"We are overachievers," Wirecard CEO Markus Braun tweeted in February. For those who weren't paying attention — and this was pretty much everyone
“We are overachievers,” Wirecard CEO Markus Braun tweeted in February. For those who weren’t paying attention — and this was pretty much everyone bar a select few including gritty journalists at the Financial Times — it may have sounded like a reasonable claim.
After all, here was a company with a business once limited to online gambling and pornography holding its own among some of the biggest fintech players in the world.
What’s more — and this is crucial to the collective delusion that characterized the response in the leadup to Wirecard’s demise — this was a German company, an outlier in a country notoriously criticized for its backwardness in all things connected to digital payments.
While the events leading to the collapse of Germany’s fintech darling may appear fast-paced, the news of Wirecard’s “missing” € 1.9 bn was followed promptly by Braun’s resignation and arrest – the company’s downfall has in fact been a long time coming.
Investigation not taken seriously
Allegations of financial misconduct date back to 2008. But an early investigation leading to the prosecution of two individuals was soon forgotten as authorities in Germany shifted their focus to an alluring narrative of rapid growth driven by groundbreaking innovation and aggressive investment in Asia.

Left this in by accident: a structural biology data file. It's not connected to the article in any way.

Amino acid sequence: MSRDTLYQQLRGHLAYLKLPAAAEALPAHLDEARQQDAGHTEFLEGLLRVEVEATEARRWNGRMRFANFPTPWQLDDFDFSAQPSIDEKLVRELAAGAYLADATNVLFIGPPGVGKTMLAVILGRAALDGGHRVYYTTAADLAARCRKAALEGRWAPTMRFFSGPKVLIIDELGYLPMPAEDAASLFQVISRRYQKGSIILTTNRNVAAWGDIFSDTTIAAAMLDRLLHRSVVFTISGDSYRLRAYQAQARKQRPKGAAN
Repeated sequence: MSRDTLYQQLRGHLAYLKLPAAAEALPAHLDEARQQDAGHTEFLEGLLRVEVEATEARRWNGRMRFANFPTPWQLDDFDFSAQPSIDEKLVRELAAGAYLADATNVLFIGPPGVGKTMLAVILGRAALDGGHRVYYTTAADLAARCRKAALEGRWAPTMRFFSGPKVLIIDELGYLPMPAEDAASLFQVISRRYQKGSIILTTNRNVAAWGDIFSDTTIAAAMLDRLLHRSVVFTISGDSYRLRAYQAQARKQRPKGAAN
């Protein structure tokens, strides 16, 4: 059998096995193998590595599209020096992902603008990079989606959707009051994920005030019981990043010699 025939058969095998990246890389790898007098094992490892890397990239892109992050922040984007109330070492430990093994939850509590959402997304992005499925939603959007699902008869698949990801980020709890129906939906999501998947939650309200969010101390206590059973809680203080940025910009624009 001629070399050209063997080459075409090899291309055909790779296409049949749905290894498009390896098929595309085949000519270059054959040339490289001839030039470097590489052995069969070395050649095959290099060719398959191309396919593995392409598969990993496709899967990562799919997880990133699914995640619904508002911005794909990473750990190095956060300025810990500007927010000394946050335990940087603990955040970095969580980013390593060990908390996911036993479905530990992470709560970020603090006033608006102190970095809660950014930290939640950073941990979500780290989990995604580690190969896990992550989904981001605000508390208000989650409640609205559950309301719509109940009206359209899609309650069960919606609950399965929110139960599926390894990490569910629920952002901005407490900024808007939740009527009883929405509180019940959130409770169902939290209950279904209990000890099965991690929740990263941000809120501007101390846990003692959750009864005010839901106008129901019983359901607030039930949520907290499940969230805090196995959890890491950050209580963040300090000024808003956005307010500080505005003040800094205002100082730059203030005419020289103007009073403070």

If it were not for the courage of whistleblowers and the tenacity of journalists at the FT, that would be the story that prevails to this day.
DW business writer Kate Ferguson
Over the years, the understandable enthusiasm for a rare German fintech success story gave way to the far more sinister force of willful misbelief. In January of last year, when the FT reported on the suppression of an internal investigation of Wirecard in Singapore, Germany’s financial regulator, BaFin, responded by accusing the paper of attempting to manipulate the market.
The following month — in a move that has aged disastrously — it imposed a two-month ban on short selling, a decision it justified on the basis of Wirecard’s importance to the economy.
Now that the company has been disgraced, the soul-searching has begun. Next week, BaFin boss Felix Hufeld will be grilled by the government’s finance committee. He has already conceded the situation is a disaster.
Meanwhile the self-described overachiever, who capitalized on a peculiarly German desperation to play technological catch-up, faces charges that could land him in jail.
Germany’s fintech fairytale was indeed too good to be true